Reloading current route in Angular 5 / Angular 6

Back in the days of AngularJS you were able to reload a route even if you were already viewing it. For example, clicking on the home option of a menu when you are already viewing the homepage would refresh the homepage. This was useful for a number of reasons, but most importantly for UX. Users expect to be able to click on a page menu item and have the page re-initialise. Setting up this type of reloading in AngularJS was straightforward. You could invoke reload() in your router and away you went.

When Angular 2 was released this feature was not present in the router and there was no easy way to reload the active route. Many people developed “hacky” techniques such as bouncing through a second route in the A -> B -> A sequence, effectively sending you off to a page and back again to trigger the reload. That had the desired effect but was rather inefficient. Another technique that was often suggested was outright reloading the page, which for a single page application is a bad idea.

As of Angular 5.1 there is a supported technique for route reloading. This can now be done using the onSameUrlNavigation
configuration option as part of the built-in Angular router. Unfortunately, the documentation does not make it very clear on how to implement it, so I have documented my approach below.

The first thing you will need to do is set the option within your app.routing.ts if you have one, or the file where your app routing is configured in your particular project.

There are two possible values for onSameUrlNavigation ’reload’ or false. The default value is false, causing nothing to happen when the router is asked to navigate to the active route. We want to set this value to reload. It is worth noting reload does not actually do the work of reloading the route, it only re-triggers events on the router that we then need to hook into.

@ngModule({
imports: [RouterModule.forRoot(routes, {onSameUrlNavigation: ‘reload’})],
exports: [RouterModule],
})

To determine how those events are actually fired, you need to specify the runGuardsAndResolvers configuration option on your route. This can take one of three values

paramsChange — only fire when route params have changed e.g. where the id in /user/:id changes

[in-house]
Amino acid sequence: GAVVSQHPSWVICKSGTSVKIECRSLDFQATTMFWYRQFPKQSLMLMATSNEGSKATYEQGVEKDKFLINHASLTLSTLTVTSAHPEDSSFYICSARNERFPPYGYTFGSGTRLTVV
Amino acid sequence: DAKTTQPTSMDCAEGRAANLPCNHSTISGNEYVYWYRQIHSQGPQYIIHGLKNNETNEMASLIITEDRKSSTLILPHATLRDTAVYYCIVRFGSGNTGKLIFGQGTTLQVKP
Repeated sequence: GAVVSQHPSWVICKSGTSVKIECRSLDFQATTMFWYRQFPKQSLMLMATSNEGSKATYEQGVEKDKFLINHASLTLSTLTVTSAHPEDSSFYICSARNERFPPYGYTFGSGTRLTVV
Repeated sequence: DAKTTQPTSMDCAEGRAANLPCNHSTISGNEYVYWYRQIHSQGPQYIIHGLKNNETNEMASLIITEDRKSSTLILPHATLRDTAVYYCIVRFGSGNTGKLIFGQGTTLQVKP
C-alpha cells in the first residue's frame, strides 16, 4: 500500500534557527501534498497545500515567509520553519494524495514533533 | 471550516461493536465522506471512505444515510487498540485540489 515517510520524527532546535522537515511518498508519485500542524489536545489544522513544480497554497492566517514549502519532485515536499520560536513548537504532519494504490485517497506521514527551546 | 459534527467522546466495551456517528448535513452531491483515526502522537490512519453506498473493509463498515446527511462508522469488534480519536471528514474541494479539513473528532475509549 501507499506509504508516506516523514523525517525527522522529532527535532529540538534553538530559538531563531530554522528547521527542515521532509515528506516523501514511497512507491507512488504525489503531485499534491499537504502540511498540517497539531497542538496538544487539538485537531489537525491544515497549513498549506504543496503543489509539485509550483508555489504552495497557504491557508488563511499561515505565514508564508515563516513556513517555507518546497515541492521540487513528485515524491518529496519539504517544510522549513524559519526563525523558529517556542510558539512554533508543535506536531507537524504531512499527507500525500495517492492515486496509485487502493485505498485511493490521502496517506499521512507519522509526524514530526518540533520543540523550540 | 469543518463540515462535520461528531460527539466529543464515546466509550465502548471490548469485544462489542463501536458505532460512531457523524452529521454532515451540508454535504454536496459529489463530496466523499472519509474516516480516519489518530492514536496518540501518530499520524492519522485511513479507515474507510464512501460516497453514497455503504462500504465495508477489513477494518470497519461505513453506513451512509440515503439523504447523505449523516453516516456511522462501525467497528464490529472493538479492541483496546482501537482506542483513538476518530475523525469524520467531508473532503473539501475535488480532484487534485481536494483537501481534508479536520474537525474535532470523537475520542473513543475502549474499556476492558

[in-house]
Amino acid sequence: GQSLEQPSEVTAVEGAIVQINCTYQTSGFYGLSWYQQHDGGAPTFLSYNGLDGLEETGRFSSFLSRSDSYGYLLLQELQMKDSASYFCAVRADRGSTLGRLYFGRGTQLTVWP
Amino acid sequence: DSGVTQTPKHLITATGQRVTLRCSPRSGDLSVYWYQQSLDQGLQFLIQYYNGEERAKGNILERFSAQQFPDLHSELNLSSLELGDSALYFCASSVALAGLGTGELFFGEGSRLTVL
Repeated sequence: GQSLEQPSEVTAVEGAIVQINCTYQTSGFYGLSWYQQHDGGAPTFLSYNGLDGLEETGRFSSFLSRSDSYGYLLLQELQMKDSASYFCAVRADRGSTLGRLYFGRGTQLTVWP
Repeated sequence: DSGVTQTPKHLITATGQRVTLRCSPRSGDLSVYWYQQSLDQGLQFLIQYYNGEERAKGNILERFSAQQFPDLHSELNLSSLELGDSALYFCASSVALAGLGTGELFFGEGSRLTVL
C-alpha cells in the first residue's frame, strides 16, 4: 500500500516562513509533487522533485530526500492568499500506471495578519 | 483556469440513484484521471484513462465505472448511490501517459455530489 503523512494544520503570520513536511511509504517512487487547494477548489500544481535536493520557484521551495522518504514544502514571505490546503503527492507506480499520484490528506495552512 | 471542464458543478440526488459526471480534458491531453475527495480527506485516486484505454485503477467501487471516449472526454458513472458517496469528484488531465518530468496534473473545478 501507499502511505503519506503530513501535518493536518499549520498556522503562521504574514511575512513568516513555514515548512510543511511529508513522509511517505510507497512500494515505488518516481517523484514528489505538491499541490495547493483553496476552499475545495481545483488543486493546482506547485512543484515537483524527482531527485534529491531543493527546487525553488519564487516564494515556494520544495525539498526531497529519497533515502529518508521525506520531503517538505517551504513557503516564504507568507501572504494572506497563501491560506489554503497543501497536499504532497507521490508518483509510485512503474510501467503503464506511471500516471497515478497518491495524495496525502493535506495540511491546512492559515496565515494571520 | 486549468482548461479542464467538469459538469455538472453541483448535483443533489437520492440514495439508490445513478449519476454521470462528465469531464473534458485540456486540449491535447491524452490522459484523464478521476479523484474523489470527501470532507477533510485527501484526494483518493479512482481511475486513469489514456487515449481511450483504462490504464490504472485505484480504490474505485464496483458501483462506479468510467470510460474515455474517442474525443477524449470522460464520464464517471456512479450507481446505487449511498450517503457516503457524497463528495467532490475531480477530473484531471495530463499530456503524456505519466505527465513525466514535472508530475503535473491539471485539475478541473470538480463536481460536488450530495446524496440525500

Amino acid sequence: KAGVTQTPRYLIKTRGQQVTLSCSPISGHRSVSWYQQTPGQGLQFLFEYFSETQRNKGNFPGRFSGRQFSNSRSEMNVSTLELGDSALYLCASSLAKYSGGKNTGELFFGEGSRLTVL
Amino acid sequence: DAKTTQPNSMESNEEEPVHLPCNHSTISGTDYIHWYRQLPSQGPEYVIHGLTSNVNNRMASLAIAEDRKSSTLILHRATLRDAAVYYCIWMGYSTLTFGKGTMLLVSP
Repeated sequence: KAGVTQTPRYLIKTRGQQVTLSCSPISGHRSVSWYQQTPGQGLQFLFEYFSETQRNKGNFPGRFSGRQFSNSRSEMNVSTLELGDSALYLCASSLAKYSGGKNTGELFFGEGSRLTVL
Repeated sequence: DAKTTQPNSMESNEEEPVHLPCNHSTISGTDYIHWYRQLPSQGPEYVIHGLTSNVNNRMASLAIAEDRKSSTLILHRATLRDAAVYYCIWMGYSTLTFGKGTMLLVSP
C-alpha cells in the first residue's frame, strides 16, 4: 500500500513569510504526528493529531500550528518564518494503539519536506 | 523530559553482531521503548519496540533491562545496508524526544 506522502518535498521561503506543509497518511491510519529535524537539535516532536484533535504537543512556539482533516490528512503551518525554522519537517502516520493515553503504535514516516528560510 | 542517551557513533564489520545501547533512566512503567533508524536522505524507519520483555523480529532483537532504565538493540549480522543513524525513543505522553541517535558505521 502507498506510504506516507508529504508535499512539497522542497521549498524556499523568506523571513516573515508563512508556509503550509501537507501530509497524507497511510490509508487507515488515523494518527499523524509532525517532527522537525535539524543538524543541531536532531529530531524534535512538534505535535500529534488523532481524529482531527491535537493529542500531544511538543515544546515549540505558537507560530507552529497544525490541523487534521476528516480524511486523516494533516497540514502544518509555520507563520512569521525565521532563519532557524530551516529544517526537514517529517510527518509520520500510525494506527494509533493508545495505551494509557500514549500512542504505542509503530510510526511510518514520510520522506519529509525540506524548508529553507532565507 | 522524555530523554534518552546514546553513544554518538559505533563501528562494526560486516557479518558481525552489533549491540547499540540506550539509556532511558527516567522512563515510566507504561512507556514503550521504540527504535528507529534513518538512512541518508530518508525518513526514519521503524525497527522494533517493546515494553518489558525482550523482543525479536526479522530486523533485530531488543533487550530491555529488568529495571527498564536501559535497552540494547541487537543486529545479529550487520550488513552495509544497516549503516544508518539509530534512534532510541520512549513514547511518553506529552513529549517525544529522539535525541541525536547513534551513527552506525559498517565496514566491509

paramsOrQueryParamsChange — fire when a route param changes or a query param changes. e.g. the id or the limit property change in /user/:id/invites?limit=10

always — Always fire when the route is navigated

We want to specify always in this case. An example route definition is shown below.

export const routes: Routes = [
{
path: ‘invites’,
component: InviteComponent,
children: [
{
path: ‘’,
loadChildren: ‘./pages/invites/invites.module#InvitesModule’,
},
],
canActivate: [AuthenticationGuard],
runGuardsAndResolvers: ‘always’,
}
]

With these two changes your router is configured. The next step is to handle the events that your router will produce within one of your components. To do this you will need to import the Router into your component and then hook into the events of interest. In this example, I have hooked into the NavigationEnd event which is fired once the router has completed its navigation from one route to another. Due to the way we have configured the app, this will now fire even if you try to navigate to the current route.

export class InviteComponent implements OnInit, OnDestroy{
 // ... your class variables here
navigationSubscription;
 constructor(
// … your declarations here
private router: Router,
) {
// subscribe to the router events - storing the subscription so
// we can unsubscribe later.
   this.navigationSubscription = this.router.events.subscribe((e: any) => {
// If it is a NavigationEnd event re-initalise the component
if (e instanceof NavigationEnd) {
this.initialiseInvites();
}
});
}

initialiseInvites() {
// Set default values and re-fetch any data you need.
}
 ngOnDestroy() {
// avoid memory leaks here by cleaning up after ourselves. If we
// don't then we will continue to run our initialiseInvites()
// method on every navigationEnd event.
if (this.navigationSubscription) {
this.navigationSubscription.unsubscribe();
}
}
}

The heavy lifting goes into the initialiseInvites() method, this is where you reset properties to their default values and fetch data from services to get the component back to its initial state.

You need to repeat this pattern across each component that you would like to to reload, being sure to add the runGuardsAndResolvers option to each route in the routing file.

** Updated 05/03/2018 **

Thanks to Changyu Geng and Dennis de Laat for pointing this out in the comments.

I have added an unsubscribe handler in the ngOnDestroy hook in the above example.

As router.events is global, if we do not unsubscribe our event handler on component destruction then it will continue to fire for every NavigationEnd event across our application even when we are not on the invites screen. This is less than ideal because

a) We will be running our event handler for invites even if we are on another screen.

b) Every time we navigate back to invites we will resubscribe to the event. This would cause our initialise function to run n times, where n is the number of times we have landed on the invites page.


If you’ve enjoyed this blog, please take a couple of minutes to check out Gurn and see how it can make you a more productive developer.